# Application of 3D seismic visualization techniques for seismic stratigraphy, seismic geomorphology and depositional systems analysis; examples from fluvial to deep-marine depositional environments

#### Posamentier, H.W.

#### Geological Society, London, Petroleum Geology Conference Series 6: 1565-1576

#### 2005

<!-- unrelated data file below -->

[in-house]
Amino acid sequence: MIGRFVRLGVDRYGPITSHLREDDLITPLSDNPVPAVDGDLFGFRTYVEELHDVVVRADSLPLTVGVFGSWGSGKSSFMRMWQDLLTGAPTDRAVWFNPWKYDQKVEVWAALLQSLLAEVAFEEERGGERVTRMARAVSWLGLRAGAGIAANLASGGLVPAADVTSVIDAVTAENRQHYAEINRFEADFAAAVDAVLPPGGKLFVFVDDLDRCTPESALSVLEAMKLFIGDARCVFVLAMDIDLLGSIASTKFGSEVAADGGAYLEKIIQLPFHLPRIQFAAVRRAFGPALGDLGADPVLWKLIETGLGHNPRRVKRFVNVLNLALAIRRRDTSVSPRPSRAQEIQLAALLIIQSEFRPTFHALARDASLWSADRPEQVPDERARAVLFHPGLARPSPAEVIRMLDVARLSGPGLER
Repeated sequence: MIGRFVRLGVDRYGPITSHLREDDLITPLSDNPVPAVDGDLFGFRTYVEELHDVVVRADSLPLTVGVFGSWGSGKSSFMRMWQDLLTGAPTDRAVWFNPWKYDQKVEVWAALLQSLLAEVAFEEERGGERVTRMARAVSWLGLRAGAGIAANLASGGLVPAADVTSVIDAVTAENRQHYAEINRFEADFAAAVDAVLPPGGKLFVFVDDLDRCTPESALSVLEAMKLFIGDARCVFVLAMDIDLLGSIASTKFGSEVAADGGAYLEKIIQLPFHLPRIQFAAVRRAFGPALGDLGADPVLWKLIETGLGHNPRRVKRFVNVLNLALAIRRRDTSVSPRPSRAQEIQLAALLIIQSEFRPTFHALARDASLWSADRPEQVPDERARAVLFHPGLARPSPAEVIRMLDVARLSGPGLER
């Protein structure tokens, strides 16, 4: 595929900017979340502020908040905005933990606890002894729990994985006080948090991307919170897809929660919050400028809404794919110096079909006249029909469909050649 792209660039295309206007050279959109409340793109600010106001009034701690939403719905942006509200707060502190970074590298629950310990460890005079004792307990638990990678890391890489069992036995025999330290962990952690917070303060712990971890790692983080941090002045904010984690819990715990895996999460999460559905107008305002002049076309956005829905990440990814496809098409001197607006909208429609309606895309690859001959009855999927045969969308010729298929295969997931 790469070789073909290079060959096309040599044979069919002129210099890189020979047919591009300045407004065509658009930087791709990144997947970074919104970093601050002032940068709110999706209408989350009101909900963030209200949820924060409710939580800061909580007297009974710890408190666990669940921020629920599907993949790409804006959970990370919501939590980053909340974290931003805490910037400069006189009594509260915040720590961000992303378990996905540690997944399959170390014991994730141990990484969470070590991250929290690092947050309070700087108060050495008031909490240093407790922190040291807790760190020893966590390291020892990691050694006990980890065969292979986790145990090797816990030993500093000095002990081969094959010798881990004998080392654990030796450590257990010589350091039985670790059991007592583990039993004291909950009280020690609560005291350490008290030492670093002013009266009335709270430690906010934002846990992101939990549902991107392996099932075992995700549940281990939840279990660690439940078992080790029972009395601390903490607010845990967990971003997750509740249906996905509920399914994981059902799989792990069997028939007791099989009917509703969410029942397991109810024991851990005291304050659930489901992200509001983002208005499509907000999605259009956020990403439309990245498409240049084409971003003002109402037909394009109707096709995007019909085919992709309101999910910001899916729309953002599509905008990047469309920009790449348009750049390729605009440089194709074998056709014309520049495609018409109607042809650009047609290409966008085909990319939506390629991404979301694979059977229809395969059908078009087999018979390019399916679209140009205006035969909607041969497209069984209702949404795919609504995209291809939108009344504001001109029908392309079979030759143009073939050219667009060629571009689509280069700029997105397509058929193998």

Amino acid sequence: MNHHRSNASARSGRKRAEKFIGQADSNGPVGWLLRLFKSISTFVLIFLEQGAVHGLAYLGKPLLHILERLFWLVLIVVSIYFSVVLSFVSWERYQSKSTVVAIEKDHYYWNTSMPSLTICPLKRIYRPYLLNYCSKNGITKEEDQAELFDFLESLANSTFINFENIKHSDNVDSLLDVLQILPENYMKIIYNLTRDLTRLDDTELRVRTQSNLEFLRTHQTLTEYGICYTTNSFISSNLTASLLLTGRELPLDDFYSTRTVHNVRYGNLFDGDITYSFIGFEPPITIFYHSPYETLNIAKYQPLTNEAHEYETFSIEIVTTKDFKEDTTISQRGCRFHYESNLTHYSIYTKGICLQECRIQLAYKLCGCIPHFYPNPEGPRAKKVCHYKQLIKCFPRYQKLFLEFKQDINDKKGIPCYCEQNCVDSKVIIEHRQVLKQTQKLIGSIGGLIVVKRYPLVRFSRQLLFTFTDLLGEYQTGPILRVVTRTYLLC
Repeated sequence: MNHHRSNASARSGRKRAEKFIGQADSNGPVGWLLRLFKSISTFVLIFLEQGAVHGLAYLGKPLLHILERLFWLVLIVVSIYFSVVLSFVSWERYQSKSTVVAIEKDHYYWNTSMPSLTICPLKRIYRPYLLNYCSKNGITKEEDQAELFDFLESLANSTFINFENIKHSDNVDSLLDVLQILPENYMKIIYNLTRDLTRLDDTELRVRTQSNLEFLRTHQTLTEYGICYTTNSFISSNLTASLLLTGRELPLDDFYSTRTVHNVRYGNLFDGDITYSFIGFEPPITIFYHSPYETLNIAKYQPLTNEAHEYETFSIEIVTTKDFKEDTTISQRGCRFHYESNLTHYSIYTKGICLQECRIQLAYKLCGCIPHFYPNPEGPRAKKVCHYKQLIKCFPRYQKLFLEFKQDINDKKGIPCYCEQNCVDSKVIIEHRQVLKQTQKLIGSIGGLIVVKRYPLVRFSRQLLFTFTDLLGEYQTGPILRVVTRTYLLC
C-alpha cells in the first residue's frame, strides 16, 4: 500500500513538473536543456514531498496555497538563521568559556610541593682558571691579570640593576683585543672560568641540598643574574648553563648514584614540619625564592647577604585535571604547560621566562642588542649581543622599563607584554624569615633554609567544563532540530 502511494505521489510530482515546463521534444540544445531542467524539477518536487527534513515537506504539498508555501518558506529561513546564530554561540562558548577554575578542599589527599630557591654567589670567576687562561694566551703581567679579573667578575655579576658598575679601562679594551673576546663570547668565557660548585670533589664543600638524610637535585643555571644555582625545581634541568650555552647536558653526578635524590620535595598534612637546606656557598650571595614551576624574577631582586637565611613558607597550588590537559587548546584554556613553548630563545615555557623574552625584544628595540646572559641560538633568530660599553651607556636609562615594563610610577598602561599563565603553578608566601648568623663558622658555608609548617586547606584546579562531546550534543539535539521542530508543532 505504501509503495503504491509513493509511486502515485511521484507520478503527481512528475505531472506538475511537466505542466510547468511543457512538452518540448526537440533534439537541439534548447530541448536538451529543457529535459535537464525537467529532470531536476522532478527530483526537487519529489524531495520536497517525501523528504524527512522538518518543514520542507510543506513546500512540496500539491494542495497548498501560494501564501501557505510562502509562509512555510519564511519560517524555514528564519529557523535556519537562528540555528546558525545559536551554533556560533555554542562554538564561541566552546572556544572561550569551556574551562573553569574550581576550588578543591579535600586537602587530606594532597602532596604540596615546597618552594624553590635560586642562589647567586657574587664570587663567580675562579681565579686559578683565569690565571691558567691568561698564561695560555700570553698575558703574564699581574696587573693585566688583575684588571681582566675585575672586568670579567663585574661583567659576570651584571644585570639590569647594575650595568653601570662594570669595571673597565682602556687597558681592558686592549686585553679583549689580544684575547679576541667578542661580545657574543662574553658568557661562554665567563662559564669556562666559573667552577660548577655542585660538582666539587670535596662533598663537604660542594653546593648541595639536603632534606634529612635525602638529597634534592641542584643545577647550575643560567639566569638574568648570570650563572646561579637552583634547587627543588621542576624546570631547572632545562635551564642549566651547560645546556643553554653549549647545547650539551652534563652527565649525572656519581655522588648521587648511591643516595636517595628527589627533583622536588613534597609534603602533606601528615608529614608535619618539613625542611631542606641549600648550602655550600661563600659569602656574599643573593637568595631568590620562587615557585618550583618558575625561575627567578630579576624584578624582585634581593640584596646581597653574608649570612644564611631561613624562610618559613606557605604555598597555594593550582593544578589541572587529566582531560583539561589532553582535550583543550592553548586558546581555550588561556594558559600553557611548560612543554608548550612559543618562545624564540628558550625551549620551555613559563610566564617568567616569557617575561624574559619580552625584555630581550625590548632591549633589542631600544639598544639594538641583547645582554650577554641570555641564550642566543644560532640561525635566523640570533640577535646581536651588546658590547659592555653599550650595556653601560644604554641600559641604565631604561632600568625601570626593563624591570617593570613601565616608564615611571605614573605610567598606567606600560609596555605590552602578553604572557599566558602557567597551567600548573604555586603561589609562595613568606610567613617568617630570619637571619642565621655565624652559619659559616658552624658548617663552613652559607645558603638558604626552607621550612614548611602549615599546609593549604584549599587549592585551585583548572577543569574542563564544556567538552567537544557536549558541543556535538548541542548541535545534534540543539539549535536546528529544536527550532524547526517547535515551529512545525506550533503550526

In recent years, 3D seismic has become an essential tool for the interpretation of subsurface stratigraphy and depositional systems. Seismic stratigraphy in conjunction with seismic geomorphology, calibrated by borehole data, has elevated the degree to which seismic data can facilitate geological interpretation. 3D seismic data has enabled interpreters to visualize details of complex depositional systems, which can be incorporated into borehole planning for exploration as well as development needs to improve risk management significantly. Common techniques for geological visualization include (1) imaging stratigraphic horizons, (2) time slicing and flattened time slicing, (3) interval attribute analysis, (4) voxbody interpretation and mapping, (5) 3D perspective rendering and (6) opacity rendering. One of the key benefits of modern 3D seismic interpretation is that stratigraphic horizons can be interpreted and horizon attributes (such as reflection amplitude, dip magnitude, dip azimuth, and curvature) can then be imaged directly in 2D or 3D space. Techniques such as variable illumination can enhance geomorphological interpretations, and, when integrated with stratigraphic analyses, can yield insights regarding distribution of source, seal, and reservoir facies. Stratigraphic intervals bracketing sections of geological interest can be evaluated for amplitude and frequency content and can contribute to geological interpretations. Time slices and flattened time slices (also referred to as horizon slices) can bring to light map patterns and geological features that other techniques might overlook. Voxel picking can further bring out features of geological interest. This method involves autopicking of connected voxels of similar seismic character, a technique that can illuminate discrete depositional elements in three dimensions. Similarly, opacity rendering, which makes opaque only those voxels that lie within a certain range of seismic values, can further bring out features of stratigraphic interest. Examples of fluvial, shallow marine, and deep marine depositional environments are shown. A variety of visualization techniques are applied to these examples in an effort to illustrate the variety of interpretation techniques available to the geoscientist. These examples will highlight the integration of seismic stratigraphic and seismic geomorphological analyses essential for maximum benefit to be derived from geological analyses of 3D seismic data.